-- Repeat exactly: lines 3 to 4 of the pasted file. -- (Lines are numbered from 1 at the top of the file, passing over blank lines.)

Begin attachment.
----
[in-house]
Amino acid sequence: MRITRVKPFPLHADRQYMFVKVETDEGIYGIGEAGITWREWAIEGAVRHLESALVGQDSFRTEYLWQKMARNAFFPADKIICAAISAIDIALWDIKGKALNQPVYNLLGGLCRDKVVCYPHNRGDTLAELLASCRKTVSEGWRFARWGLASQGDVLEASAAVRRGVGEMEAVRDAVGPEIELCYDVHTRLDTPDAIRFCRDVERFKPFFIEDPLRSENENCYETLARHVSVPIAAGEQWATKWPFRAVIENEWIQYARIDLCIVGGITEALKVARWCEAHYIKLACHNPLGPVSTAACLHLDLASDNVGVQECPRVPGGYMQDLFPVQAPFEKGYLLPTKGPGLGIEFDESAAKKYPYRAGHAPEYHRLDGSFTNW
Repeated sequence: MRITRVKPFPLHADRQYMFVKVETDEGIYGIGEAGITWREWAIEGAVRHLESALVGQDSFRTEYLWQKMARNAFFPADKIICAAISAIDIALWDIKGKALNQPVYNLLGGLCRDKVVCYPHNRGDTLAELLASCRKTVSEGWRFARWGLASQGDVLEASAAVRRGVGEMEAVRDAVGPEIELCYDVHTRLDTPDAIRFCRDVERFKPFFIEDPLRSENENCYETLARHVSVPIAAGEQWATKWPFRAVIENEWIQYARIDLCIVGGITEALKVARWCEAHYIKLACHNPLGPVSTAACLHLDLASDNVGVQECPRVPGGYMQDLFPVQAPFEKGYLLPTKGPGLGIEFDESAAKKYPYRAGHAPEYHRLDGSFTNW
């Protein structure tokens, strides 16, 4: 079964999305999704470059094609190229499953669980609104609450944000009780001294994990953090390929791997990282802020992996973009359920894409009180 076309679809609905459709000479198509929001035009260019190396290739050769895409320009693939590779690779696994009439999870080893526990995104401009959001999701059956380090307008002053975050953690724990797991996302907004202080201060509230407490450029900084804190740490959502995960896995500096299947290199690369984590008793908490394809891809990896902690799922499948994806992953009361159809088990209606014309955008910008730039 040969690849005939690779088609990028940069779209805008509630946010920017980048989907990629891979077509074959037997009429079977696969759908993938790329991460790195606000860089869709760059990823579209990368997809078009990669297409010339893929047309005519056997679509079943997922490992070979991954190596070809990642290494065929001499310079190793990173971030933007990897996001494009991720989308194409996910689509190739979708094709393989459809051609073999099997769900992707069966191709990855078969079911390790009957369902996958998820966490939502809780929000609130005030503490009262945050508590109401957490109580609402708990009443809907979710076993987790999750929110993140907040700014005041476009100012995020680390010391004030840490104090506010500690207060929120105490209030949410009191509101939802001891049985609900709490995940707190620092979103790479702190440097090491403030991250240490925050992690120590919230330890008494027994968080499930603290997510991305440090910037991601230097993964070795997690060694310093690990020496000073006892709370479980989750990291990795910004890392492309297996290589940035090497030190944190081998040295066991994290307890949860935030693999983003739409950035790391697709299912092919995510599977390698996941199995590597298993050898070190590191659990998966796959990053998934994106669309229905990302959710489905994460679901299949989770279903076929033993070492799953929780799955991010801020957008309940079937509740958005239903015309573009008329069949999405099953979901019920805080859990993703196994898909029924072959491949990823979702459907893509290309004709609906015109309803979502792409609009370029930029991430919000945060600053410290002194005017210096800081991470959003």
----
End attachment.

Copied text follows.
Repeated sequence: MRITRVKPFPLHADRQYMFVKVETDEGIYGIGEAGITWREWAIEGAVRHLESALVGQDSFRTEYLWQKMARNAFFPADKIICAAISAIDIALWDIKGKALNQPVYNLLGGLCRDKVVCYPHNRGDTLAELLASCRKTVSEGWRFARWGLASQGDVLEASAAVRRGVGEMEAVRDAVGPEIELCYDVHTRLDTPDAIRFCRDVERFKPFFIEDPLRSENENCYETLARHVSVPIAAGEQWATKWPFRAVIENEWIQYARIDLCIVGGITEALKVARWCEAHYIKLACHNPLGPVSTAACLHLDLASDNVGVQECPRVPGGYMQDLFPVQAPFEKGYLLPTKGPGLGIEFDESAAKKYPYRAGHAPEYHRLDGSFTNW
């Protein structure tokens, strides 16, 4: 079964999305999704470059094609190229499953669980609104609450944000009780001294994990953090390929791997990282802020992996973009359920894409009180 076309679809609905459709000479198509929001035009260019190396290739050769895409320009693939590779690779696994009439999870080893526990995104401009959001999701059956380090307008002053975050953690724990797991996302907004202080201060509230407490450029900084804190740490959502995960896995500096299947290199690369984590008793908490394809891809990896902690799922499948994806992953009361159809088990209606014309955008910008730039 040969690849005939690779088609990028940069779209805008509630946010920017980048989907990629891979077509074959037997009429079977696969759908993938790329991460790195606000860089869709760059990823579209990368997809078009990669297409010339893929047309005519056997679509079943997922490992070979991954190596070809990642290494065929001499310079190793990173971030933007990897996001494009991720989308194409996910689509190739979708094709393989459809051609073999099997769900992707069966191709990855078969079911390790009957369902996958998820966490939502809780929000609130005030503490009262945050508590109401957490109580609402708990009443809907979710076993987790999750929110993140907040700014005041476009100012995020680390010391004030840490104090506010500690207060929120105490209030949410009191509101939802001891049985609900709490995940707190620092979103790479702190440097090491403030991250240490925050992690120590919230330890008494027994968080499930603290997510991305440090910037991601230097993964070795997690060694310093690990020496000073006892709370479980989750990291990795910004890392492309297996290589940035090497030190944190081998040295066991994290307890949860935030693999983003739409950035790391697709299912092919995510599977390698996941199995590597298993050898070190590191659990998966796959990053998934994106669309229905990302959710489905994460679901299949989770279903076929033993070492799953929780799955991010801020957008309940079937509740958005239903015309573009008329069949999405099953979901019920805080859990993703196994898909029924072959491949990823979702459907893509290309004709609906015109309803979502792409609009370029930029991430919000945060600053410290002194005017210096800081991470959003």